German word of the day: Das Fettpolster

Kathrin Thams
Kathrin Thams - [email protected] • 8 Jan, 2020 Updated Wed 8 Jan 2020 17:20 CEST
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Almost everyone knows those kilos you gain over the holidays too well. But how do Germans describe them?

What does it mean?

“Das Fettpolster” is composed of the words “das Fett” (the fat or grease) and “das Polster” (the padding, cushion or pillow).

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Put together, it refers to the excessive fat padding and accumulation on the body, such as on a person's hips for example.

Sometimes, more colloquially, it is also called “das Speckpolster”, because fat in general, as well as bacon, is referred to as “der Speck”.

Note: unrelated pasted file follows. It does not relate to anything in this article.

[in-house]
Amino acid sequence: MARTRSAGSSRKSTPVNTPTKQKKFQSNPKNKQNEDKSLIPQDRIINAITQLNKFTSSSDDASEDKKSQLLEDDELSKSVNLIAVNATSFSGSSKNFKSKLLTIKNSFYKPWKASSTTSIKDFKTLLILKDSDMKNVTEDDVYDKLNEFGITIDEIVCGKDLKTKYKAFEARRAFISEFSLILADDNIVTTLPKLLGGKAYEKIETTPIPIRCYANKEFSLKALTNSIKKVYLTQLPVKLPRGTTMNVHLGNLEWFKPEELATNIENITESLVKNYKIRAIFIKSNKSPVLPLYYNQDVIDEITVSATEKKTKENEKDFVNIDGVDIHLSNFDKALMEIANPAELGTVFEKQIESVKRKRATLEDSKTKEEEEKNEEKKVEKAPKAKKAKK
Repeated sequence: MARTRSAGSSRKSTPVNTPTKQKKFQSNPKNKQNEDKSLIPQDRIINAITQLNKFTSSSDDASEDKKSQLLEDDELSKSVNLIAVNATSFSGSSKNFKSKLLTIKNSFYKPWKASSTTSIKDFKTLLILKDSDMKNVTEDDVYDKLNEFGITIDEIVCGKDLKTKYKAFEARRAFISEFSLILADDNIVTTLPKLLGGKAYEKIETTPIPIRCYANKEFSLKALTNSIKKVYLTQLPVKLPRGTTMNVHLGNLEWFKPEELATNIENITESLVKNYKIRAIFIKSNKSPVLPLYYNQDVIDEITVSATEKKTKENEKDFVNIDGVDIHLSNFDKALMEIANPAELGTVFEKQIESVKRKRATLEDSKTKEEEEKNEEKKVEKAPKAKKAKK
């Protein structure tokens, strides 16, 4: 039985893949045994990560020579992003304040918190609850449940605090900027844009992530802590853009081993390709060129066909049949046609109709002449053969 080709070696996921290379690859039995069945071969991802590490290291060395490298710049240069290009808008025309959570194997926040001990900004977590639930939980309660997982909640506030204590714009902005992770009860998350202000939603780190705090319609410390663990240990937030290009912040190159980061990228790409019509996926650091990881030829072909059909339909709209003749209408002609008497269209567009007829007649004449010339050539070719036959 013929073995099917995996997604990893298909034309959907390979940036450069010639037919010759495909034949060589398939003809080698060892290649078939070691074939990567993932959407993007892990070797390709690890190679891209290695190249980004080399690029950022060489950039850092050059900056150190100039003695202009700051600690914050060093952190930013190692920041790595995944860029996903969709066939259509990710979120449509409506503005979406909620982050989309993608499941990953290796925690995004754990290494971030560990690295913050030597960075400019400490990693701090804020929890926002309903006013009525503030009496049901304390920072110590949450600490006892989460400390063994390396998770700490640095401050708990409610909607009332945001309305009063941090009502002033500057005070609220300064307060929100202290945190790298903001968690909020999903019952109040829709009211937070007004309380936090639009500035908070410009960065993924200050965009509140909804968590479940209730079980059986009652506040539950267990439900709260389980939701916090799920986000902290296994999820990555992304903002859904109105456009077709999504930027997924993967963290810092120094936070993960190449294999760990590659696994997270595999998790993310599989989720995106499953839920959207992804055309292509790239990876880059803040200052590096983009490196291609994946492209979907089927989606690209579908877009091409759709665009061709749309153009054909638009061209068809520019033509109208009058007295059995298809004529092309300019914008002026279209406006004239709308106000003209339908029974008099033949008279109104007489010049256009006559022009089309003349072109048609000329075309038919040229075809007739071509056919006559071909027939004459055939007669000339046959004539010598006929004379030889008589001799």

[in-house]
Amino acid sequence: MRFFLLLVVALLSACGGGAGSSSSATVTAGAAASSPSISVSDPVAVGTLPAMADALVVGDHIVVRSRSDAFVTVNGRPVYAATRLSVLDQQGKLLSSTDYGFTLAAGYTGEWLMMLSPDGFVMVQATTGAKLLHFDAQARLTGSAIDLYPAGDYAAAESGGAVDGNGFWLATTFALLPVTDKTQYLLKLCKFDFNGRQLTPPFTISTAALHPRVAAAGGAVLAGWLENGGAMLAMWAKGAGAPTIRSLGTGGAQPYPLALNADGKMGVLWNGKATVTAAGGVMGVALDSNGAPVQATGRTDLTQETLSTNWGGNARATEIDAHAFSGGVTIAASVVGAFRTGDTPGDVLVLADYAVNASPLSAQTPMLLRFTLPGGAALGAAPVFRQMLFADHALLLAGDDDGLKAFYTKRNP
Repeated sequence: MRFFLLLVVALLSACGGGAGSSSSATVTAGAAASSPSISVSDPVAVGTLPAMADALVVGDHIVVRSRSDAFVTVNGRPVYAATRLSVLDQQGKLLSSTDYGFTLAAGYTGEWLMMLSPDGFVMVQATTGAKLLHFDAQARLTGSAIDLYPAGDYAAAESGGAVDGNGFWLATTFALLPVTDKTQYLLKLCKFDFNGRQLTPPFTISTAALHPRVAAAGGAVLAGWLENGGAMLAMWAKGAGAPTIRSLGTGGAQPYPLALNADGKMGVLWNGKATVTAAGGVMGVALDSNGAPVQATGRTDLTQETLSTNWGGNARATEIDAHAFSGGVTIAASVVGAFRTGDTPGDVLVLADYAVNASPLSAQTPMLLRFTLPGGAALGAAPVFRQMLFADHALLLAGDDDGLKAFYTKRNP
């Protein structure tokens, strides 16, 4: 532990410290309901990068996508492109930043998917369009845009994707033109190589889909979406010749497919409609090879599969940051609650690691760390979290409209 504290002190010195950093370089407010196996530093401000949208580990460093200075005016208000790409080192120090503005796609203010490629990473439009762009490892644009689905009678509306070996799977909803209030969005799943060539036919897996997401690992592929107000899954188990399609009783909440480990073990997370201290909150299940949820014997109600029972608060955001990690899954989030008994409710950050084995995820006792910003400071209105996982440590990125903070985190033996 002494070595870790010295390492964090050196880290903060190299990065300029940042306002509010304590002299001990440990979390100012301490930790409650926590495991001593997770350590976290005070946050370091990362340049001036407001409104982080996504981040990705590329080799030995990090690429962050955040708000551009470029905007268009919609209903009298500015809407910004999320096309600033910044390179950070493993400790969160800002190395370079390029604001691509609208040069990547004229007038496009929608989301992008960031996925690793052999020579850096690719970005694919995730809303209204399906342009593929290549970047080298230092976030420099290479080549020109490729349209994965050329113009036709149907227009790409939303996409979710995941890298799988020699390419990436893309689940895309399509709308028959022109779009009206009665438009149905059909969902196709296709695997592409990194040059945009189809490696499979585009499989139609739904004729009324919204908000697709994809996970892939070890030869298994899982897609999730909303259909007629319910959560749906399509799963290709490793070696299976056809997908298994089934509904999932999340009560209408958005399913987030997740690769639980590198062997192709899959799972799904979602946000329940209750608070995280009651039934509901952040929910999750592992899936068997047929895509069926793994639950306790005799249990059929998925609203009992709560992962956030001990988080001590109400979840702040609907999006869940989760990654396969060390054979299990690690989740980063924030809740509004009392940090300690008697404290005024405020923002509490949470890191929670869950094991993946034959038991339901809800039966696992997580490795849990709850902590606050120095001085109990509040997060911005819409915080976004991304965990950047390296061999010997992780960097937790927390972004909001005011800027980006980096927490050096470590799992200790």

How is it used?

The term “Fettpolster” can be used in three ways.

The first is more colloquial and often comes with a humorous connotation. Here, “Fettpolster” or “Speckpolster” expresses that someone has a few too many kilos on them.

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In the second sense, it is a biological term that explains certain occurrences. For example, “Fettpolster” would be used to describe the animals that live in Antarctica have them to endure cold temperatures day in and day out.

Lastly, “Fettpolster” can also apply to economics or business, if you want to express that a company, for example, has financial reserves.


“Deine Speckpolster sind aber über die Feiertage größer geworden!”

“Your fat reserves have gotten bigger over the holidays!”

“Die Fettpolster bei Pinguinen sind stark ausgeprägt.”

“The fat layers of penguins are very pronounced.”




Kathrin Thams 2020/01/08 17:20

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